I have heard that tip losses in propellers can occur when a propeller is highly loaded (when there is a much higher pressure under the prop blade than above it). This can happen with drones that fly quickly and create a very highly loaded prop. Are there any prop designs that can remove or lessen the drag caused by tip losses on drones?


2 Answers 2


Propeller tip losses are a function of, or perhaps we could say it is a side effect of the propeller design itself. The designer of a propeller can influence the tip losses, but a user is unlikely to find a practical way to accomplish it for a propeller they already own. So this question is theoretical.

The overall size and geometry of a propeller can influence the tip losses, but for any particular multirotor, the size or length of the propeller is most likely to be at its maximum size already. Or, if it is not at the maximum size, the length of the propeller is at the optimum size for the multirotor it is installed on. Making the propellers any longer than the airframe can accommodate makes the question morph to one of: "What changes to a multirotor influence the tip losses of the propeller." Ok, now the answer can include making the prop longer.

In the real world, the answer is: "Buy a better propeller".

In the theoretical world, redesign the propeller. And one could also add a well designed shroud with a very precise gap (very narrow) between the tip of the propeller and the shroud. And to accomplish this, the tip of the propeller would then need to have a shape that is different than one designed for free air. It would fit precisely with the shroud just a fraction of a millimeter away. This prevents the tip vortexes from rolling off the end of the propeller. But if this theory were practical for multirotors, one or more drone maker would have employed it already. And so far, it is not being done. I have not yet seen it. They are also claimed to be quieter and more efficent, but that too is not proven with any experimental evidence on an entire drone. It is all laboratory results. So there must be trade-offs that make that solution unattractive.

And to actually add a shroud, we are back to changing the entire multirotor to reduce the tip losses. I am not sure that is what the question was.

Most prop manufacturers make claims that their props are better, but provide little proof or clues regarding how they did it. We can see unique shapes used on the tips, but there is little published data that helps us replicate it for ourselves.
Was this question one of theory or a practice?


There are a few ways to reduce the tip losses of drone propeller blades. The best way to improve efficiency is to simply increase the propeller size, as this will be much more effective than adding winglets to the propellers. An explanation for why larger propellers are more efficient can be found here: Why are larger propellers generally more efficient than smaller ones?

But when space is limited, and you are stuck with small props, winglets are supposed to be able to help, but don't always help that much. It is a trade off between the winglets "ability to reduce induced drag traded off against their added wetted area increasing the profile drag." Profile drag is the drag caused by the shape of the wing section. You can read more about winglets here.

Another thing that can work well is to have very slight winglets, or small curves on the end of the propeller blades like this: Blended winglet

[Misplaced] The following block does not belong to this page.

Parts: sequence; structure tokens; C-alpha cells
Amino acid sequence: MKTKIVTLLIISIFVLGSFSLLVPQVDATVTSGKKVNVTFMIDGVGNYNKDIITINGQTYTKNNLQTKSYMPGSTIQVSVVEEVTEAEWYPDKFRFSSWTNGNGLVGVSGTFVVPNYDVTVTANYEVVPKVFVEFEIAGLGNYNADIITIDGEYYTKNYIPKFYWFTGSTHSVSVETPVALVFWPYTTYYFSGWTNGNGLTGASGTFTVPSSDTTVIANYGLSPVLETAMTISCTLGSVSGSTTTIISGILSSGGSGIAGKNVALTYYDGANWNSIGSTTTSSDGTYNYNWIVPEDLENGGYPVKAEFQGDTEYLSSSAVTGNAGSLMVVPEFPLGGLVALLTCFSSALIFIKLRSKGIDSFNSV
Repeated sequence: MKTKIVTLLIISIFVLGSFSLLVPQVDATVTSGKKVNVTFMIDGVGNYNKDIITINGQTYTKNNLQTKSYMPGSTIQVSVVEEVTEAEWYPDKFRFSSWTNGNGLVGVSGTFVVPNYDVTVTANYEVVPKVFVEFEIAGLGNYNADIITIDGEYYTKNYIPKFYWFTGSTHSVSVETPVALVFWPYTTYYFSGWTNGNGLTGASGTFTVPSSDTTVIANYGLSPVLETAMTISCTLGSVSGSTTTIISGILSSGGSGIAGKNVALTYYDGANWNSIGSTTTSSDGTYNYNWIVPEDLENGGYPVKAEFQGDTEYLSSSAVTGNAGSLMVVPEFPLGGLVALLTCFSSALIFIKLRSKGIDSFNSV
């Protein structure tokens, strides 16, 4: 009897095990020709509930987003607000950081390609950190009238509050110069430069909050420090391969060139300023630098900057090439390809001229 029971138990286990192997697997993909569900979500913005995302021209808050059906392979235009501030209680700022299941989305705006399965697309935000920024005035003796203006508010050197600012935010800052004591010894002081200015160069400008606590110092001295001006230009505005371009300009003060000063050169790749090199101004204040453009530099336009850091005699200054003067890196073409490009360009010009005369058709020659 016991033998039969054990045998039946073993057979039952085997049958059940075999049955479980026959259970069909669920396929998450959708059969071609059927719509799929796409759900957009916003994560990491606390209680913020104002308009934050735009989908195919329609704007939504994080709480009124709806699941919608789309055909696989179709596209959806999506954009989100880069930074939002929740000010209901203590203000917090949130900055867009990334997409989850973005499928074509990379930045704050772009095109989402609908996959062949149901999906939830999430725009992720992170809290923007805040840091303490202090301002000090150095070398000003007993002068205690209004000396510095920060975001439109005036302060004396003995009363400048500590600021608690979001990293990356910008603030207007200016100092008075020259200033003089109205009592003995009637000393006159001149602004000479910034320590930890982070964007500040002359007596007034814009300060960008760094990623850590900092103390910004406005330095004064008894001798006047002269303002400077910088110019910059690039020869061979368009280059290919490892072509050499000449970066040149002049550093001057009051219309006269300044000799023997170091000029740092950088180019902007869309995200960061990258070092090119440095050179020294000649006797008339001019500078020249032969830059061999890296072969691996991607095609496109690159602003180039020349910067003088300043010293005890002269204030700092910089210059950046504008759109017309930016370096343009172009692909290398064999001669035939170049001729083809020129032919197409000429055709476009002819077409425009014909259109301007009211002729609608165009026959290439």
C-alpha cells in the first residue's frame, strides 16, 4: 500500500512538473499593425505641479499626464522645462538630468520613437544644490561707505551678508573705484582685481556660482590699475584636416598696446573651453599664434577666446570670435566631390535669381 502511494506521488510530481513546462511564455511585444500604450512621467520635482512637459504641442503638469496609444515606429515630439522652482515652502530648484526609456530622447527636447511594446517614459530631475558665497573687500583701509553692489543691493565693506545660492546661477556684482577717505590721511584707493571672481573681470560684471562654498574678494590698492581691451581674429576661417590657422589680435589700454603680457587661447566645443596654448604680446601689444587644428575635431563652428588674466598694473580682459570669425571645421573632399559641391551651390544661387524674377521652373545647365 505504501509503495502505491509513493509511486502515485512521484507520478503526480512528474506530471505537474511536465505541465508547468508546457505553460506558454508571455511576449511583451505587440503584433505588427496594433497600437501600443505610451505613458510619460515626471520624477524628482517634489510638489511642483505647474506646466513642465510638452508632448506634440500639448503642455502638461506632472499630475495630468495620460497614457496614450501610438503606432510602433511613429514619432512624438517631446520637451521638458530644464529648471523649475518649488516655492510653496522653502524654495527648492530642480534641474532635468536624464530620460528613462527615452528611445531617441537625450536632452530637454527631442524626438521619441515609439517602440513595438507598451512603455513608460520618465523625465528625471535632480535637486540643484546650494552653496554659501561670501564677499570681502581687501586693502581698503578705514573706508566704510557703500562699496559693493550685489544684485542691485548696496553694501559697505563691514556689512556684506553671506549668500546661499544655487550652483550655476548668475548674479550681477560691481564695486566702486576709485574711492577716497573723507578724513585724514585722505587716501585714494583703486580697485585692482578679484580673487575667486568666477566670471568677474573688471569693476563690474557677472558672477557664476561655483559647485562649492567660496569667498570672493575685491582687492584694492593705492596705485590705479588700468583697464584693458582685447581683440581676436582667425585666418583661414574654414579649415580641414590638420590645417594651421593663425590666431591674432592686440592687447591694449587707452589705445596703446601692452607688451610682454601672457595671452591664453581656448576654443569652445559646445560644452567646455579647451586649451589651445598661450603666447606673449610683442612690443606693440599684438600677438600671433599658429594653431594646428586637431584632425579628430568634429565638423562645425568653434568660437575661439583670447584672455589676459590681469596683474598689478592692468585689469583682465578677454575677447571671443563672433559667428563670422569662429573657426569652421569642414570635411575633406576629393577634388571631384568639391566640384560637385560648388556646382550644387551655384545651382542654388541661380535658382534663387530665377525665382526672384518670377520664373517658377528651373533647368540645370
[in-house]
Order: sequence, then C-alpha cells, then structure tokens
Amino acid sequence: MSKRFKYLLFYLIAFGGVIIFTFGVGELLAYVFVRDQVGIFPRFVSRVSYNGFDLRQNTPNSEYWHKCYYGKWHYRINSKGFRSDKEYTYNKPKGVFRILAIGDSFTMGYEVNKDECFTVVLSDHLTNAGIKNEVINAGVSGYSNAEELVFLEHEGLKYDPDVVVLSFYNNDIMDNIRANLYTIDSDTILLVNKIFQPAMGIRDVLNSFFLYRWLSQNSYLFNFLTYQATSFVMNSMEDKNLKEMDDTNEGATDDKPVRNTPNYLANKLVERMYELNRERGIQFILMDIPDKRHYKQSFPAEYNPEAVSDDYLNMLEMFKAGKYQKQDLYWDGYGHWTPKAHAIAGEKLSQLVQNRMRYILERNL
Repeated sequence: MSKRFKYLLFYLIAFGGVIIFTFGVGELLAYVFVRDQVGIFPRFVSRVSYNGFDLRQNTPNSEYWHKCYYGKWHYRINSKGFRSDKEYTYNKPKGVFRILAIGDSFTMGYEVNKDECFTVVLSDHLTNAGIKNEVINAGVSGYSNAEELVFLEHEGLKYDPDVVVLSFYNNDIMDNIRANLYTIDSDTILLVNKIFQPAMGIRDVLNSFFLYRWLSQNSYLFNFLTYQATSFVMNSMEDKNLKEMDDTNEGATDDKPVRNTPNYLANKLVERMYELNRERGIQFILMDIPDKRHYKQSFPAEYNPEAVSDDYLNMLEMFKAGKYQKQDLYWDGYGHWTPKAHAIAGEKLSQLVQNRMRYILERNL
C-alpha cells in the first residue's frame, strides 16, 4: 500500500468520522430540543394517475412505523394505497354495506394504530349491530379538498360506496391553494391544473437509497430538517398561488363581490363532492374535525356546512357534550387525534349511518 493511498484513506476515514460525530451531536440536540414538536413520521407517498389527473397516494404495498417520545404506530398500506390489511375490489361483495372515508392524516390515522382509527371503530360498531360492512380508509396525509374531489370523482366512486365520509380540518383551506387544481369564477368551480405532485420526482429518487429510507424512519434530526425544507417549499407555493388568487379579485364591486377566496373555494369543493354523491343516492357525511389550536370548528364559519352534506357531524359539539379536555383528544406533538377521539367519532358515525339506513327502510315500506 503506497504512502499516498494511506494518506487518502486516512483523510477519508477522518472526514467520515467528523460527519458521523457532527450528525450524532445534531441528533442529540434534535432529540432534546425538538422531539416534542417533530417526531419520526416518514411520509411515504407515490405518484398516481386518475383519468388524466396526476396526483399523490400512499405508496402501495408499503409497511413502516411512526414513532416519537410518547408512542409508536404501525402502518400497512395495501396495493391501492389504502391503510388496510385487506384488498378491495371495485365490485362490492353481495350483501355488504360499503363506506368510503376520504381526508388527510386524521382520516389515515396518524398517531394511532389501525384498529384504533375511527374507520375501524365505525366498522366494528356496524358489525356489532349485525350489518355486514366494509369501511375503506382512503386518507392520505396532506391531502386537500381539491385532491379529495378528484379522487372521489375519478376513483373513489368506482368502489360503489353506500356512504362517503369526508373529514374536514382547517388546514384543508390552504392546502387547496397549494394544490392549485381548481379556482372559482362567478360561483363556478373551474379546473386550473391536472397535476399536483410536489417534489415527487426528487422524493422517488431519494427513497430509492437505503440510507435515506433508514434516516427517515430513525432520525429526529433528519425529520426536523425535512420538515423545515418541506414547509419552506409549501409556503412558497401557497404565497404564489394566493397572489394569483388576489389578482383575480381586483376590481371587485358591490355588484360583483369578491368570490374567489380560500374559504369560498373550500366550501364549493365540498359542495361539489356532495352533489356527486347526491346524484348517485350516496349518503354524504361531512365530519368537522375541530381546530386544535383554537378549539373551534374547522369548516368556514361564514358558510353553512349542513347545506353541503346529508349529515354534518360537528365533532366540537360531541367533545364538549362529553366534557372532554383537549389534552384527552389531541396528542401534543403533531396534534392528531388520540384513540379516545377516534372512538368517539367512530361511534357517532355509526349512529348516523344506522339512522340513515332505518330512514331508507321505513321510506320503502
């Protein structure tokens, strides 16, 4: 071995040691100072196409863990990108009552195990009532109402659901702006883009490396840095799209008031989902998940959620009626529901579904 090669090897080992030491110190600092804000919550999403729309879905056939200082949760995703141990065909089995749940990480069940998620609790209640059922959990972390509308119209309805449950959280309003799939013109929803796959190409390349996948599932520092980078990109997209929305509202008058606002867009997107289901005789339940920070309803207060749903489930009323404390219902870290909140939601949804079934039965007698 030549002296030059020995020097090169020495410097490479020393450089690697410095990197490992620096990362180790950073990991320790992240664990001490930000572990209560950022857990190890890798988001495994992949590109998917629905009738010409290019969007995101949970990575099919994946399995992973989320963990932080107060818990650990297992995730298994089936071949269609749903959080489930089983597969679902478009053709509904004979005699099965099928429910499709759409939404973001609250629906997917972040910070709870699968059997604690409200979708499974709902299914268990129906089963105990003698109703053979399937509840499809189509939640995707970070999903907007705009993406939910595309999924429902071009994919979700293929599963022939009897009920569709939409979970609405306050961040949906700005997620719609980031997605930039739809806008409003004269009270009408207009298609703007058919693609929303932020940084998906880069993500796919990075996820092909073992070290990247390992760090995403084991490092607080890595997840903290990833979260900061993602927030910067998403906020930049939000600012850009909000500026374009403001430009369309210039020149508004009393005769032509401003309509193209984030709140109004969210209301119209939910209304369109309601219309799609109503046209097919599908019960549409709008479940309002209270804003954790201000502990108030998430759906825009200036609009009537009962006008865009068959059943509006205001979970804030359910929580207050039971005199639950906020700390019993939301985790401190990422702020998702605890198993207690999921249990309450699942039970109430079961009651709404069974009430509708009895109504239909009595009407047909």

This creates some of the efficiency benefits of winglets without really increasing the profile drag.

So, really the best option is to use larger propellers if you want maximum efficiency. Winglets, however, can also increase the overall efficiency of a propeller, but with some tradeoffs and they don't always improve efficiency much. And I'm sure there are also some other propeller designs built to reduce tip losses.

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    $\begingroup$ The problem with winglets is that they have to be designed for a narrow range of Angle of Attack. Outside of that range they just make things worse. That's OK for an airliner that spends a lot of time at cruise speed, but no use for us. $\endgroup$ May 19, 2020 at 10:30
  • $\begingroup$ Yeah, Like I said, It's a tradeoff. $\endgroup$
    – Jacob B
    May 19, 2020 at 19:39
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    $\begingroup$ This answer addresses the question obliquely. It mentions increased prop diameter as the best solution for prop loading which would reduce the amount of tip losses. Yet the tip losses are affected by various factors. Prop size should not be considered a primary answer. If it were, all drones would be single rotor helicopters. We should presume that the multirotor is designed to meet a set of flight characteristics and design criteria including frame size, number or rotors (propellers), type and size of motors, propeller size, pitch, and prop cord design, and battery weight and capacity. $\endgroup$ May 26, 2020 at 5:17
  • $\begingroup$ @HansenJC001 While I see your point (there are a lot of factors), I don't agree with all of it. Prop size is a big factor, which is why drones often use the largest propellers that will fit on the drone. Drones wouldn't all be helicopters because having four or more motors increases the potential performance and maneuverability of a drone. And because drones use propellers, any aerodynamic principles relevant to propellers (like winglets) are relevant to drones. $\endgroup$
    – Jacob B
    May 26, 2020 at 19:22
  • $\begingroup$ Feel free to make an answer to the question. I am always open to more answers. $\endgroup$
    – Jacob B
    May 26, 2020 at 19:33

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